Alpine Bank donates solar panels for low-cost energy for those most in need
By Judith Sears
Grand National Award Recipient
Alpine Bank – Glenwood Springs, Colo.
Service Program: Community Solar Power Donation
Bank Website: www.alpinebank.com
With many of its 38 retail offices located in Colorado’s Rocky Mountains, Alpine Bank puts a premium on protecting the environment. “Living in the High Country, our environment really matters,” says David Miller, the bank’s senior vice president for customized business solutions and chairperson of its Green Team Leadership Committee.
“We don’t want pollution in our pristine mountains to collect particulates and make it hard to breathe.”
Recently, Alpine Bank, a $2.8 billion-asset, employee-owned community bank with a history of environmental initiatives, completed one of its most innovative environmentally friendly projects to date: the purchase of 82 individual solar photovoltaic panels in a “community solar garden” designed to help financially struggling local families lower their utility bills. The bank subsequently donated its ownership of the panels to the Family and Intercultural Resource Center, a local nonprofit that assists low-income families in a variety of ways.
As intended, the bank’s donation contributes to green energy production and provides free or reduced electric service to lower-income families in the community, Miller says. “This is the first instance that a for-profit business has made a community solar purchase for the sole purpose of a low-income community reinvestment,” he points out.
The bank’s donation of its solar panels—which are operated by the Clean Energy Collective LLC, a company in Boulder, Colo., that builds and operates clean energy facilities—will partially subsidize the utility costs of about 20 families, says Tamara Drangstveit, executive director of the Family and Intercultural Resource Center.
Many families in the communities Alpine Bank serves in Summit County, Colorado, can be significantly helped financially through lower utility bills, Drangstveit says. “Summit County is an extremely high cost of living community,” she explains. “Many of the families we work with really struggle to make ends meet.”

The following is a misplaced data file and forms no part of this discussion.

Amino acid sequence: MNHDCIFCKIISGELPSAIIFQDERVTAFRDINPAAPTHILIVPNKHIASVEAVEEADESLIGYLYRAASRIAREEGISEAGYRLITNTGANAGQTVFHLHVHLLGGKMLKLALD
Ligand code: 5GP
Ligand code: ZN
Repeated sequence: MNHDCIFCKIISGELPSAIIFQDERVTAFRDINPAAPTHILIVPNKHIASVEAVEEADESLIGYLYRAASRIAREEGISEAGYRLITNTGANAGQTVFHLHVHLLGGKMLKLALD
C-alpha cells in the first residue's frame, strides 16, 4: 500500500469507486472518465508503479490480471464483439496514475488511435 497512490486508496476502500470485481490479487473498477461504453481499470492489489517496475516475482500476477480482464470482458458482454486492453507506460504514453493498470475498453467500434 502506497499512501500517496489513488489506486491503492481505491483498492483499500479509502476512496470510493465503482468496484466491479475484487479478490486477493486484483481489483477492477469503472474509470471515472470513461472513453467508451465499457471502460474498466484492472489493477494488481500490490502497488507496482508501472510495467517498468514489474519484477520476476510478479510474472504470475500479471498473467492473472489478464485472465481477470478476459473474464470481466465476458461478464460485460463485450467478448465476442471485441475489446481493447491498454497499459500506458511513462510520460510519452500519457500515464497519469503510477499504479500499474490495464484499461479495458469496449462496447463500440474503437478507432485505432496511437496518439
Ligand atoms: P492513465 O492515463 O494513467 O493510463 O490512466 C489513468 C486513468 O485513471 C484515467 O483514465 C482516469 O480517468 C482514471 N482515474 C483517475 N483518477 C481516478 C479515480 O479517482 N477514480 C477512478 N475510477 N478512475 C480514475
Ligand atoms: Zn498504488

Further, the effects of Alpine Bank’s donation will continue indefinitely, adds Noel Hansen, the bank’s vice president of marketing and business banking. “It’s not a one-time deal,” she states. “These panels will be there to offset energy costs for residents in perpetuity.”
Over the past decade, environmental awareness has become part of Alpine Bank’s culture.
Since 2006, the bank has annually earned an ISO 14001 certification, a designation given to companies that continually reduce their environmental impacts. The bank’s environmental performance is audited annually by KPMG.
“This is the first instance that a for-profit business has made a community solar purchase for the sole purpose of a low-income community reinvestment.”
—David Miller, Alpine Bank
In 2009, the bank’s Green Team Leadership Committee began researching community solar projects, shortly after the bank committed to using 100 percent green energy at all of its locations. Beginning with its first purchase of solar panels in 2014, the bank has to date invested $896,480 in 1,092 solar panels from five different community solar projects. Its Green Team Committee, comprised of 30 employees, meets quarterly to set environmental project priorities.
“Alpine Bank is the epitome of how companies can use clean energy and community solar to benefit the organization, the environment and the communities they serve,” offers Tim Braun, public affairs director for the Clean Energy Collective.
Certainly, Alpine Bank is thrilled with the outcome of donating its solar panels to the Summit County initiative. “We’re able to make an investment in community solar gardens that creates jobs and reduces pollution and protects our lifestyle, and by our actions we’re supporting a whole family of other organizations and individuals who support the county,” Miller summarizes. “It’s a huge win-win-win.”
Judith Sears is a writer in Colorado.